The ATV that we’d rented for the occasion rolled through the green mountains; we moved from mountain tops to the bottom of a river valley, and I later learned that those currents shape the nearby hollows, running through caves and narrow canyons. Our destination was Topes de Collantes. We were coming from the beautiful city of Trinidad and its Valle de los Ingenios, or “Valley of the Sugar Mills,” which was declared a World Heritage Site twenty-four years ago.
We reached to the Hotel Los Helechos at nightfall, after arriving at the high plateau of Topes de Collantes, where our GPS showed that we were at about 2,625 feet above sea level.
A lovely guide explained to us that the main characteristics of this nature reserve are its mountains, unique forests, a microclimate of 69.8 degrees Fahrenheit, an extremely large percentage of endemic flora and fauna, and an abundance of crystal-clear rivers, featuring picturesque waterfalls and natural pools. Full of expectations, we went to bed exhausted.
At sunrise, we head out for the River Caburní Falls. Right in the center of the plateau is a giant sundial, amazing for its uniqueness. About 328 yards ahead is the village of Caburní, and that is where we start on the path down to the waterfall. At a bend along the way, we are surprised to find the La solapa del elefante, which holds an indigenous archeological site, El gran Solapón, striking for the size of its vault.
From here on, the slopes are as steep as 45 degrees. We continue on for about one and a half miles, and after just a few slips, we make it to the Caburní Falls, a national monument.
The water cascades from a height of than 200 feet over a steep rock wall, making a beautiful arc that lands in a crystal-clear pool. After snapping photos nonstop, we jump in for a refreshing, delightful dip.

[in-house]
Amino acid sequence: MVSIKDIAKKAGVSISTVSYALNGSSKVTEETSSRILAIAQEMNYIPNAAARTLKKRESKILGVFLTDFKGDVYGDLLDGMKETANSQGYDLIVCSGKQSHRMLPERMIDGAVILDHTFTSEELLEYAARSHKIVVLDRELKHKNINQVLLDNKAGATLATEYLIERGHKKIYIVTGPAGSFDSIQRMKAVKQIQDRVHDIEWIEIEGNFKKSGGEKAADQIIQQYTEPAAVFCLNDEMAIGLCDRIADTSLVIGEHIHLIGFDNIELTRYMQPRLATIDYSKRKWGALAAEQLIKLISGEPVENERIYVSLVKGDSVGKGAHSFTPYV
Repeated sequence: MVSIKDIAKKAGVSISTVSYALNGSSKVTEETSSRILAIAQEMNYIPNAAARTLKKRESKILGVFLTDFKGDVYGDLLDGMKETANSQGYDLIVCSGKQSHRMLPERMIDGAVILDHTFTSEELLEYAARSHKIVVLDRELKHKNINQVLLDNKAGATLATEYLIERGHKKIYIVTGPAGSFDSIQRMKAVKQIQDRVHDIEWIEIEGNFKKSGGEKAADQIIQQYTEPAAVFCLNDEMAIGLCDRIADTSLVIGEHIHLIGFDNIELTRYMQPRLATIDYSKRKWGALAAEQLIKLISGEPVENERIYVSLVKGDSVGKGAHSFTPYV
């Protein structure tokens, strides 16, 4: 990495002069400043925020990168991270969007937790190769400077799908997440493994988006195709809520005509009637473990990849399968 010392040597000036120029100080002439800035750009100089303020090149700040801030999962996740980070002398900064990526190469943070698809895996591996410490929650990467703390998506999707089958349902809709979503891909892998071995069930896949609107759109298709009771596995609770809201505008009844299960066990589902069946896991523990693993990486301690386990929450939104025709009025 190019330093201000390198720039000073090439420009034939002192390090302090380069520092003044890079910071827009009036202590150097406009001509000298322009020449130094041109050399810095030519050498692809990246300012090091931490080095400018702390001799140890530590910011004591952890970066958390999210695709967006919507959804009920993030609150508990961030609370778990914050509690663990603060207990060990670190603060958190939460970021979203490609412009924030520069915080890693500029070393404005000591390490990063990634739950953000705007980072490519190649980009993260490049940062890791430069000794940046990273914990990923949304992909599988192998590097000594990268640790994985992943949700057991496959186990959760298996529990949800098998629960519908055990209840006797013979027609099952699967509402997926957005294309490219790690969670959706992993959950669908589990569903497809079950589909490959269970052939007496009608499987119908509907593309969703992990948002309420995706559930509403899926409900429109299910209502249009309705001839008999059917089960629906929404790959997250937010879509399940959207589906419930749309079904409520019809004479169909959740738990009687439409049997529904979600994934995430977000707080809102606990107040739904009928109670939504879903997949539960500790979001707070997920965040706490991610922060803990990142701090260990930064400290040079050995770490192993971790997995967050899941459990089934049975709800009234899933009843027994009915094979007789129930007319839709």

After midday, we decide to head back. Climbing back up the path we came down is a real odyssey, but it is worth it. Along the way, a Cartacuba (Cuban Tody) flutters its wings.
Back at the Kurhotel, we decide to visit this rural building/art gallery, the country’s most impressive. Inside, this giant facility holds more than 400 works of art, donated by celebrated Cuban artists of the 1980s: Tomás Sánchez, Roberto Fabelo, Flora Fong, Wilfredo Lam, René Portocarrero, Mendive…
On the banks of the River Guaurabo is El Cubano natural park. Riding on beautiful horses, we pass coffee farms and pristine forests before arriving at the Javira reserve, located southeast of Potrerillo Peak and 3,132 feet above sea level. The Javira is a protected natural area of old-growth forests and cool streams, a real paradise for bird-watching. For example, it is one of the few places where you can observe the Catey, or Cuban parakeet, in the wild.
On the way back, we visit the El Cubano farm and its picturesque waterfall, and this second day here ends with lunch at the farm’s restaurant, which specializes in catfish.
To reach the river Vegas Grandes on the third day, we walk northeast of Pico Potrerillo. This river is impressive for the falls that make it famous. On one of its banks, an arboretum was planted with more than 300 exotic and native species and the largest arborescent ferns and mahoganies in Cuba.
On the way back, we have lunch at Mi Retiro, a restaurant located on the edge of a gigantic fluvial valley, which servevs exquisite Cuban dishes. After a delicious Cuban coffee, we head for La Batata cave, located a little less than two miles away. This cave was formed by an underground river that has many pools, some of which are as warm as 68 degrees Fahrenheit and have restorative properties, and which are surrounded by unique scenery.
The fourth day of our journey was intense. A quick jeep ride took us to Codina farm to visit Cueva del Altar, a cave that is literally jam-packed with secondary mineral deposits, or speleotherms. We enter through a passageway that takes us to a skylight and from there to the Vista al Mar lookout spot. It provides a panoramic view of Trinidad, the Ancón Peninsula and the bay of Casilda, all seen through a blue mist that melts into the Caribbean Sea.
Upon returning to the altiplano, an immense truck takes us over the 9.3 miles to Guanayara. We are welcomed by La Gallega, an attentive local woman, with a surprise for each client. Intrigued, we start on the path down to the dense forest, reaching the Poceta del Venado natural swimming pool, where we cannot resist the temptation to dive in for a brief but refreshing dip. A couple of hundred yards further on, nature rewards us with an unexpected waterfall: El Rocío, which cascades over more than 98 feet. When we return at about 4 p.m., we find a smiling La Gallega, who serves steaming Cuban yellow rice and gigantic servings of chicken with salsa to delight our palates.
And that was the end of four days of a special spirituality, contact with the most beautiful side of Cuban nature.